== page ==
Admiral Sir Hedworth Meux formerly Hedworth Lambton antique print

£35.00

Admiral Sir Hedworth Meux formerly Captain Hedworth Lambton. Commander of the cruiser H.M.S. Powerful. Participated in the relief of Ladysmith during the Boer War. Vanity Fair antique print, published 1900. Paper measures approx. 15×10 inches. Supplied with original text. Both image and text in good condition. Price shown is ex VAT.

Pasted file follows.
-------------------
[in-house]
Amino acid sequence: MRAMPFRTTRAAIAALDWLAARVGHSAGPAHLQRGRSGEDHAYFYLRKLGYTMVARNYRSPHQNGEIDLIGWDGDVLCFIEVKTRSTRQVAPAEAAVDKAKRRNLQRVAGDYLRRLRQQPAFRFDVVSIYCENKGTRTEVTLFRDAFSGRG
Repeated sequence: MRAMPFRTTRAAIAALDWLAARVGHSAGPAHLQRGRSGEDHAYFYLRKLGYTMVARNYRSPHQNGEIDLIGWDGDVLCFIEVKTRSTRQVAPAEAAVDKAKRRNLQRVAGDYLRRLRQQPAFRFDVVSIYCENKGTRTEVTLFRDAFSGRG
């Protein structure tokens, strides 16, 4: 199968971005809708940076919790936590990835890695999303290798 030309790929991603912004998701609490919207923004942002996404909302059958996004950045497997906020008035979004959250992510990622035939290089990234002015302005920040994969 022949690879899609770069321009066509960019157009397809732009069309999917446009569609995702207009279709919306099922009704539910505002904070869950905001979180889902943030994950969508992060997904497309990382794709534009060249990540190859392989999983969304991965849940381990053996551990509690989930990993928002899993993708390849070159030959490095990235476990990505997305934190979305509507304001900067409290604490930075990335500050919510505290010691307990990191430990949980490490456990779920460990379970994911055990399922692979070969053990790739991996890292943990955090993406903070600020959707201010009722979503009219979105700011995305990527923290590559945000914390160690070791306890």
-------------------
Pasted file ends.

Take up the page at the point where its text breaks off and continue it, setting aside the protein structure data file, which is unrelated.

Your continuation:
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Admiral Sir Hedworth Meux formerly Captain Hedworth Lambton antique print, published 1900. Admiral of the Fleet The Honourable Sir Hedworth Meux GCB, KCVO (pronounced Mews), formerly Hedworth Lambton (5 July 1856 – 20 September 1929) was a Royal Navy officer. As a junior officer he was present at the bombardment of Alexandria during the Anglo-Egyptian War. In 1899, during the Second Boer War, Lambton stopped at Mauritius, and on his own initiative picked up a battalion of soldiers stationed there. Knowing that the British forces at Ladysmith urgently needed more powerful guns, Lambton led a naval brigade to the rescue with four twelve-pounders and two other guns. The enthusiastic response in Britain to the “heroes of Ladysmith” was enormous and made Captain Hedworth Lambton a well-known public figure. He went on to be Commander of the Third Cruiser Squadron in the Mediterranean Fleet and then Commander-in-Chief of the China Station. HMS Powerful was a ship of the Powerful class of protected cruisers in the Royal Navy. She served with her sister ship, Terrible, on the China Station and provided landing parties which fought in the relief of the Siege of Ladysmith in the Second Boer War. Crews from the two ships also took part in suppressing the Boxer Rebellion in China. After 1904 they were laid up as an economy measure. Vanity Fair was a British weekly magazine published from 1868 to 1914. Subtitled “A Weekly Show of Political, Social and Literary Wares”, it was founded by Thomas Gibson Bowles, who aimed to expose the contemporary vanities of Victorian society. A full-page, colour lithograph of a contemporary celebrity or dignitary appeared in most issues, and it is for these caricatures that Vanity Fair is best known then and today. Subjects included artists, athletes, royalty, statesmen, scientists, authors, actors, soldiers, religious personalities, business people and scholars. More than two thousand of these images appeared, and they are considered the chief cultural legacy of the magazine, forming a pictorial record of the period. This print is by Sir Leslie Ward who signed his work “Spy.”

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